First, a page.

Alas, once oil tanked, so did Canada. Over the past 10 years, EWC has delivered an outright negative total return, while U.S. index funds have doubled. With energy prices surging, however, Canada may be able to close some of this gap. Another oil-heavy market to consider would be Russia — although political problems weigh there.
More tactically, you might look at Global X MSCI Colombia ETF (NYSEARCA:GXG). Colombia produces almost 1 million barrels of oil a day, accounting for roughly half its exports. Its GXG ETF is still down 50% from pre-oil crash levels. It’s up 8% over the past six months — but that’s still nothing considering the leverage the Colombian economy has to higher oil prices.
Alternative Energy: Since the 1970s, solar and other alternative energy sources have lived under the shadow of oil. When oil prices surge, alternatives get huge investment capital flows, subsidies, and the like. When oil prices go back down, however, interest in alternatives fades as well.
It’s a vicious cycle. Regardless, this time around, alternatives got a boost at an important moment. Wind and solar stocks dropped initially once Trump took office. It was presumed that his pro-oil and pro-coal rhetoric would result in alternative players being disadvantaged.
So far, the federal government’s hammer hasn’t fallen on the sector though. Combine that with the big recovery in oil, and money is flowing into alternatives again. First Solar, Inc. (NASDAQ:FSLR) is a prominent example, with the stock up from $35 last summer to $71 today. However, this could still be the early innings for the trade — a lot of these alternative energy companies are way down from their all-time highs.
U.S. Heartland Economy: Between 2008 and 2012, U.S. employment in the oil and gas industry increased by more than 40%. That occurred even as the rest of the economy overall net lost jobs. From 2014, onward, however, these flows started to go in reverse as oil prices tanked, and many Exploration and Production companies went bankrupt.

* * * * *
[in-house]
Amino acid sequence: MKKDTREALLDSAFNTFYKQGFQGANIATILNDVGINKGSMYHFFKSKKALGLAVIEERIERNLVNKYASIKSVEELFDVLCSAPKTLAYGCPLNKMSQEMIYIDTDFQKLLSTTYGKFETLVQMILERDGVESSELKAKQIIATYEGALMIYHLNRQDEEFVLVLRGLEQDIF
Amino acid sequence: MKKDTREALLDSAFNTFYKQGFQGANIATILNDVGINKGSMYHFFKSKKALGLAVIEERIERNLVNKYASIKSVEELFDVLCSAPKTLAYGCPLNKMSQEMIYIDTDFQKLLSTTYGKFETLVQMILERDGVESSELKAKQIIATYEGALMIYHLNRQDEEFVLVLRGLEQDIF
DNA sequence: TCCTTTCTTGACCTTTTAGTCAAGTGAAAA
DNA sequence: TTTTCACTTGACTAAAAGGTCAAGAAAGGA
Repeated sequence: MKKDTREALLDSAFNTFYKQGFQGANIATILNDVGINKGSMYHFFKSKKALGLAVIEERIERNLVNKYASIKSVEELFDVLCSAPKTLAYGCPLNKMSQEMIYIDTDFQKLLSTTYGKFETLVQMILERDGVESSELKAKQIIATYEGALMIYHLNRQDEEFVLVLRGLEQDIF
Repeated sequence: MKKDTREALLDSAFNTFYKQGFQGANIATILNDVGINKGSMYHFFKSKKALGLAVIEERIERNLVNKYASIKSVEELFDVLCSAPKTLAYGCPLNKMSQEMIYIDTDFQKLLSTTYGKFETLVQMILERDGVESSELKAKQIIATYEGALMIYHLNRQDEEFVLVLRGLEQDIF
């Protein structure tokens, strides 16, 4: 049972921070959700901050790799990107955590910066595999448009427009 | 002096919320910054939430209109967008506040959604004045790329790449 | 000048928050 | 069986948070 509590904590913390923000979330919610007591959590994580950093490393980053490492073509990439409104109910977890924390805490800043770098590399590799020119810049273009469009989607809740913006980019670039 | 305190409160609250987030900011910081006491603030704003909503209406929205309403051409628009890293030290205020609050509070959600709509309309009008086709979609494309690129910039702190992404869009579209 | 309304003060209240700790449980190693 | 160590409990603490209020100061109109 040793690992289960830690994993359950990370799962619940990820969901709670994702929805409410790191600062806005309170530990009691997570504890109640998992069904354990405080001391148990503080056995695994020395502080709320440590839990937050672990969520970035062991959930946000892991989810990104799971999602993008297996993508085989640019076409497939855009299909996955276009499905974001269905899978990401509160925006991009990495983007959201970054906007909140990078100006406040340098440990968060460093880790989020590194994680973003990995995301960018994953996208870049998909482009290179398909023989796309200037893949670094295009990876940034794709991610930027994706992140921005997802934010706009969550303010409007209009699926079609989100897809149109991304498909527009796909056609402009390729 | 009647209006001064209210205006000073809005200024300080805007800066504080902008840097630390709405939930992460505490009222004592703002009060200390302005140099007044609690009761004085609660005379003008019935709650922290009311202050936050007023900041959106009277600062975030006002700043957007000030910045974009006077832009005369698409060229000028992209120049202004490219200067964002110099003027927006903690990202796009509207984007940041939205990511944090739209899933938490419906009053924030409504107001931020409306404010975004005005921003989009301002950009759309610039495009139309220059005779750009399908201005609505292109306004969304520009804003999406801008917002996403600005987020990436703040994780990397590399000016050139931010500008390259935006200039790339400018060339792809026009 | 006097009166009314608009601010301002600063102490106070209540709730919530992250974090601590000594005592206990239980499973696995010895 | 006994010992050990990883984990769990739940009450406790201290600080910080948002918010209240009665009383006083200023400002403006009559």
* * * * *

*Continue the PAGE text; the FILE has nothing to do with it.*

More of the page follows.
Look for the fracking job machine to get back to forward motion now, however. That should good for a variety of Middle America assets. Think everything from Texas-centered Real Estate Investment Trusts to heartland banks to Midwestern-heavy retailers.
Oil Prices: See the Pros and Cons
It’s easy to view rising oil prices as a uniformly good or bad thing. Particularly if you have a long commute and gas-guzzling vehicle, it seems quite terrible. If you’re living in an oil boom region such as Oklahoma, things look great. If you’re invested heavily overseas, a lot comes down to whether your holdings are tied to higher oil production output, or whether they get hit by rising input prices.
All in all, it’s important to remember that something as central to the economy as oil impacts a great deal of our investments. Some sectors take big losses, such as airlines, while others profit dramatically. More than anything, a 50% annual jump in oil prices should remind us of the importance of diversification. With a proper mix of stock holdings, you’ll have some winners from oil prices, even as other companies struggle.
At the time of this writing, the author held no positions in the aforementioned securities. You can reach him on Twitter at @irbezek.